Injuries and inconsistent play have left the offensive line wobbly for the Colts because they’ve started 11 different groups up front this season. Still, that didn’t stop the group from helping Andrew Luck be sacked a career-low 27 times this season.
“It’s hard, but again we make no excuses,” coach Chuck Pagano said recently. “You’d like to go 16 weeks and have the same five guys start week-in and week-out, but that hasn’t been the case since we got here. We’ve dealt with it every single year. So it is what it is, and we’re fortunate that we’ve got a bunch of guys that have position flexibility, can play a lot of spots. We’ve got smart guys, we’ve got tough guys that can fill in and play winning football.”
They hope that’s the case after both were denied to be part of the Pro Football Hall of Fame’s Class of 2014.
Dungy led the Colts and Tampa Bay Buccaneers to the playoffs in 11 of his 13 seasons coaching the two teams. The Colts won five division titles, reached the AFC Championship game twice and won Super Bowl XLI under Dungy.
Harrison had at least 1,000 yards receiving and 10 touchdowns in eight straight seasons. He was an eight-time Pro Bowler and six-time All-Pro selection. Harrison was second in league history in receptions when he retired in 2008. He ended his career with 1,102 receptions for 14,580 yards and 128 touchdowns.
Former Colts running back Edgerrin James wasn’t as fortunate as Harrison and Dungy because he didn’t make the cut as a finalist on Thursday. He’s the Colts’ all-time leading rusher with 9,226 yards and touchdowns with 64. James also played for Arizona and Seattle. He retired in 2009 with 12,246 yards, which is currently 11th on the all-time rushing list.
Now it's time to see if demoted running back Trent Richardson can handle playing on special teams.
Richardson participated in the Colts' special teams practice on Thursday.
"I'm here to do whatever I can to help the team," Richardson said at his locker after practice.
Playing special teams is yet another sign of the failed trade by the Colts to acquire Richardson from Cleveland in September 2013. He lost his starting job to Donald Brown late in the 2013 season. Then Richardson was the third running back -- playing just one snap -- behind Daniel "Boom" Herron and Zurlon Tipton against the Cincinnati Bengals in the wild-card win last weekend.
Coach Chuck Pagano didn't sound like Richardson would move ahead of Herron or Tipton on the depth chart for Sunday's game (4:40 p.m. ET) at Denver.
"We're going to evaluate the situation as we go through the week and we'll know more as we go through the week," Pagano said Wednesday.
Richardson has only rushed for 977 yards in 29 regular-season games with the Colts.
Texans coach Bill O'Brien hired Dunn to replace John Benton, who was the Texans' offensive line coach the prior year under former head coach Gary Kubiak. The Texans had tried for Mike Munchak, the former Titans head coach and Houston Oilers great, but Munchak opted to join the Pittsburgh Steelers' staff rather than return to the town where he played professional football.
They then turned to Dunn, who had been the Atlanta Falcons' offensive line coach in 2012 and 2013, having been promoted from assistant offensive line coach from 2008 to 2011.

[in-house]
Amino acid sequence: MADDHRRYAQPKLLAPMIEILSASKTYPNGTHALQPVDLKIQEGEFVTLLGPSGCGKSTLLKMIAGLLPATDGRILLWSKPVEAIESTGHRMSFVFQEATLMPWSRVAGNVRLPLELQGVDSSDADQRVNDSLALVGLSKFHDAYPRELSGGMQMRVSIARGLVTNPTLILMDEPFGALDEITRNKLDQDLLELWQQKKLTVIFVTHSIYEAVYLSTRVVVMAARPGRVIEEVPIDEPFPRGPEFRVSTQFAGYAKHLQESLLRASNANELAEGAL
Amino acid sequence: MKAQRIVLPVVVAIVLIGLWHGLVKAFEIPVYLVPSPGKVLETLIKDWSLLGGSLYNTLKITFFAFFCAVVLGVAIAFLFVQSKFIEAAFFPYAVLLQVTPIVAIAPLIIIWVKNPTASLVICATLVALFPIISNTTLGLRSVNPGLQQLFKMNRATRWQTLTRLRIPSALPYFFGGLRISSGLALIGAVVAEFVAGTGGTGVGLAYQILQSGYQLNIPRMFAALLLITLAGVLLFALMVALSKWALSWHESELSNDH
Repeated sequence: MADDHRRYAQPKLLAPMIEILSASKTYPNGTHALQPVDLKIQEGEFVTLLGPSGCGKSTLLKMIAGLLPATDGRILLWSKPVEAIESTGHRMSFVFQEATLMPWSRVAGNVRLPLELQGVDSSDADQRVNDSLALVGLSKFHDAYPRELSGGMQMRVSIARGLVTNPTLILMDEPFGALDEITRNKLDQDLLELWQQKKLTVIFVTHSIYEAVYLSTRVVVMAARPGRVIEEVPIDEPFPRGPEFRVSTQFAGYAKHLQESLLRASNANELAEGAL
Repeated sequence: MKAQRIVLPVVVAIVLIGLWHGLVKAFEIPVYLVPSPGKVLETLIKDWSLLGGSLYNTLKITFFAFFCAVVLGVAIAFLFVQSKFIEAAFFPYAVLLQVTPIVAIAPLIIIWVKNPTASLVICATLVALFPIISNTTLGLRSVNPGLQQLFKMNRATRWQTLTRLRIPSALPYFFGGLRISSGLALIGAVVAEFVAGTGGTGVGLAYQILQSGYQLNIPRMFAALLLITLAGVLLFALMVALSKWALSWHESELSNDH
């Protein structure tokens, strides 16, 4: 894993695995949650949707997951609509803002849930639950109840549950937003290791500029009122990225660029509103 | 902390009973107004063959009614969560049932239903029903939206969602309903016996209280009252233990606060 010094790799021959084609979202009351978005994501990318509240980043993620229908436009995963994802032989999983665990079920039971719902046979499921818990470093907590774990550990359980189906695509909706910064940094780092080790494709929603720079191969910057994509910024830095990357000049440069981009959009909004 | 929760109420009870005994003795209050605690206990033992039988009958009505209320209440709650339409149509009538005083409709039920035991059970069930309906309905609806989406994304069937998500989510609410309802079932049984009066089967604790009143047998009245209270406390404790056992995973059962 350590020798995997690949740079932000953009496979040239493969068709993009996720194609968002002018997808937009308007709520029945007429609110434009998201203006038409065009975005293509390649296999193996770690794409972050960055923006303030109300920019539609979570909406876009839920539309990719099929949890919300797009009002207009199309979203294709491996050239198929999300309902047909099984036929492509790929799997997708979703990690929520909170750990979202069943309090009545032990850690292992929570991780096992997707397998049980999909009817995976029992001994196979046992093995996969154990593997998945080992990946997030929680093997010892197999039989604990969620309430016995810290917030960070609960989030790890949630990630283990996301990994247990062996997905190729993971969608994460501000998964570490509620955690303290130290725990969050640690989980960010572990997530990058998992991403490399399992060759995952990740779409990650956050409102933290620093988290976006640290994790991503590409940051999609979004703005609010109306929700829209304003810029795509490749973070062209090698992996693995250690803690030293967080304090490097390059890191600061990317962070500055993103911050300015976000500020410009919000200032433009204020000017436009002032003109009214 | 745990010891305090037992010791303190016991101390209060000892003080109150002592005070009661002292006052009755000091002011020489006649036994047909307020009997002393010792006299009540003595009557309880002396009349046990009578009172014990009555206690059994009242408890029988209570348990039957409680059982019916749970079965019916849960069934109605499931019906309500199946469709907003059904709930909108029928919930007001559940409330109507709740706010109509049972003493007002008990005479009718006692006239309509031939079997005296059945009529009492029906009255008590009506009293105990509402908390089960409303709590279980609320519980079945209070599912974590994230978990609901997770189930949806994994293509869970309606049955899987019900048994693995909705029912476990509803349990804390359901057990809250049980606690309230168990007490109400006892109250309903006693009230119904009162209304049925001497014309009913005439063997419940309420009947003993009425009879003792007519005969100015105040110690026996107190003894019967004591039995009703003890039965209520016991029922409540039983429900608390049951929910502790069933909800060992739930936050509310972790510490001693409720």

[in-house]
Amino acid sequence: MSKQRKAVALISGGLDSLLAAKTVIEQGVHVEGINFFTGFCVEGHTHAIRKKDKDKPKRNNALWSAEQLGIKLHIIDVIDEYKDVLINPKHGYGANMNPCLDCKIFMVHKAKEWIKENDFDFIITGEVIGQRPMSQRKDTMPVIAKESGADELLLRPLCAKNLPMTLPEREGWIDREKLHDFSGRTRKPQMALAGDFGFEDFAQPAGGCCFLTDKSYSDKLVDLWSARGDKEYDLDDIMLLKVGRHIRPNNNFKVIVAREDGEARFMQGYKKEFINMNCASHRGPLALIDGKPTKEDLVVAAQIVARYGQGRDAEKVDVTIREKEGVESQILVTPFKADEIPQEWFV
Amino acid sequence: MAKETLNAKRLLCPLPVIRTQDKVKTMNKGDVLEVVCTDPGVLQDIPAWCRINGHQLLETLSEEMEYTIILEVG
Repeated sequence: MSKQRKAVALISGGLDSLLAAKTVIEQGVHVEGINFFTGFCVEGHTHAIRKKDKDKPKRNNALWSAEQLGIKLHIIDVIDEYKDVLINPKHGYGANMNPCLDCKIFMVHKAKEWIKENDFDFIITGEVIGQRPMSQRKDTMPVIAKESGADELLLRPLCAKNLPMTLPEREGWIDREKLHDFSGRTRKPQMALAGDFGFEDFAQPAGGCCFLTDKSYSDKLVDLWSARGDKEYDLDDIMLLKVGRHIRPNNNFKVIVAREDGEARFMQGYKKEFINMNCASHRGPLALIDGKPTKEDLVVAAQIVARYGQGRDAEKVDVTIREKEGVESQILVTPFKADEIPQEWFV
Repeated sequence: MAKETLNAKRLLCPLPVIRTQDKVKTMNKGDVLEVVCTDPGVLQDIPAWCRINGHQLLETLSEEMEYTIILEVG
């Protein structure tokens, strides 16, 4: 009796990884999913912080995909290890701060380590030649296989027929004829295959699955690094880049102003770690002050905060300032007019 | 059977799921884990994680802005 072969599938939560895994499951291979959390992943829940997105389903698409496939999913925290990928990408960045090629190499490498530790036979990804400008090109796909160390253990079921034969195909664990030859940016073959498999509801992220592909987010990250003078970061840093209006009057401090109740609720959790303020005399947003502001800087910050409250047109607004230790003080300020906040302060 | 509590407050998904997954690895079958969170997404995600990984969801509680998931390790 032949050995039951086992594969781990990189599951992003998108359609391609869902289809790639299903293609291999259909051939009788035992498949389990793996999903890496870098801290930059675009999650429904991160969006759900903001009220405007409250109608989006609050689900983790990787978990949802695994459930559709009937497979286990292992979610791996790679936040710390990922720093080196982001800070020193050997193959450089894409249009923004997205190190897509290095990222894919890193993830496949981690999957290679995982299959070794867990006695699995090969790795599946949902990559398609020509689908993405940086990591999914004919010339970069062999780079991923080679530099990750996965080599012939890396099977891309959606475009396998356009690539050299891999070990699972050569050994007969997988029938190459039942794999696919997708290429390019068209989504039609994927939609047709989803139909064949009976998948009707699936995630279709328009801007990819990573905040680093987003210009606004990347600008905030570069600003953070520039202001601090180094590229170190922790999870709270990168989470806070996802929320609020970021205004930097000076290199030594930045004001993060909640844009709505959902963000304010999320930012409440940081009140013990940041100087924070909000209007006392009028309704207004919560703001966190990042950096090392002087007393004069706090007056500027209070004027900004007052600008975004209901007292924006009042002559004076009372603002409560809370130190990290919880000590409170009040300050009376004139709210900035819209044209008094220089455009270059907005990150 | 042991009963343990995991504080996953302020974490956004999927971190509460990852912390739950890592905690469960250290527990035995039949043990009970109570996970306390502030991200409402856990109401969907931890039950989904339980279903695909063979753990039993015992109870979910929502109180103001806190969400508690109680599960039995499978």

The Texans' offensive line struggled this season, especially early, and Dunn's role shoulders some of the blame. They played better late in the year, including against the Baltimore Ravens when they did not give up a sack.
The Broncos were ranked as the third-best defense overall in the NFL this season. Only Detroit and Seattle had a better defensive unit than Denver this season.
Now it’s up to Luck and the rest of the offense to try to beat a defense that has talent on all three levels – the defensive line, linebacker and secondary.
“They do a heck of a job,” Luck said. “It shows up on film. You can tell they know what they do and they do it well. They do it fast. You see guys ripping at balls, getting hands on throws. Tough challenge, but I think one that we’re excited about and looking forward.”
Beat the blitz and it doesn’t mean Indianapolis is guaranteed success because Denver is loaded in the secondary with Aqib Talib and Chris Harris Jr. at cornerback and T.J. Ward and Rahim Moore at safety.
“Got a couple of enforcers at safety, got a ball hawk back there in Rahim Moore,” Colts coach Chuck Pagano said. “He does a great job, got great range, gets a jump on the ball, anticipates well, has great ball skills. T.J. Ward’s a guy that comes down, plays in the box, covers tight ends, blitzes, does a lot of things. Linebackers are athletic. They run the ball extremely well. They’re extremely well-coached. They’re disciplined. Front to back, they don’t give up very many big plays. You have to earn; they make you earn everything.”
The Colts failed to take advantage of early opportunities and found themselves in a 24-0 hole in the first half in their Week 1 matchup against Denver. They ended up with 408 yards of offense, but Luck threw two interceptions and was sacked three times.
Indianapolis is coming off its best offensive performance in more than a month. The Colts had 482 yards on offense and didn’t turn the ball over while mixing the pass with the run in their victory over Cincinnati.
“We have to do a better job in the red zone,” offensive coordinator Pep Hamilton said. “We have to finish drives with touchdowns. We have to eliminate the friendly fire -- cannot count on being able to overcome the penalties or any situation. And of course we can’t turn the ball over. We have a lot of work to do.”